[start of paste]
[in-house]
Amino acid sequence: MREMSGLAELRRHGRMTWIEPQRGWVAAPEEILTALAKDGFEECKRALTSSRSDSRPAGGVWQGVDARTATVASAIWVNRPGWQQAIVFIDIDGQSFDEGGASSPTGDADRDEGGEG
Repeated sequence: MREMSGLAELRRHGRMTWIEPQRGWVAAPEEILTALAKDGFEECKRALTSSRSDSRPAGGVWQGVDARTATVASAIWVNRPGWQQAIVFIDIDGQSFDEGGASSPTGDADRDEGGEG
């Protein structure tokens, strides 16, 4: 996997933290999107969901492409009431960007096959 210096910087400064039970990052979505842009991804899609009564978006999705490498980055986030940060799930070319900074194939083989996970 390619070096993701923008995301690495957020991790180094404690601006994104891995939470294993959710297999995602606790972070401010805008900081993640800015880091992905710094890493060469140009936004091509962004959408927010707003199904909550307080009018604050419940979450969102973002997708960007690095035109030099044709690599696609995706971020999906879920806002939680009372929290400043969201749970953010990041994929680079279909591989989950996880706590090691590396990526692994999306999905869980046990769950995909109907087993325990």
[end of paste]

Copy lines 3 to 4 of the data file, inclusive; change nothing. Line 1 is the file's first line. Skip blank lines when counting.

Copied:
Repeated sequence: MREMSGLAELRRHGRMTWIEPQRGWVAAPEEILTALAKDGFEECKRALTSSRSDSRPAGGVWQGVDARTATVASAIWVNRPGWQQAIVFIDIDGQSFDEGGASSPTGDADRDEGGEG
């Protein structure tokens, strides 16, 4: 996997933290999107969901492409009431960007096959 210096910087400064039970990052979505842009991804899609009564978006999705490498980055986030940060799930070319900074194939083989996970 390619070096993701923008995301690495957020991790180094404690601006994104891995939470294993959710297999995602606790972070401010805008900081993640800015880091992905710094890493060469140009936004091509962004959408927010707003199904909550307080009018604050419940979450969102973002997708960007690095035109030099044709690599696609995706971020999906879920806002939680009372929290400043969201749970953010990041994929680079279909591989989950996880706590090691590396990526692994999306999905869980046990769950995909109907087993325990």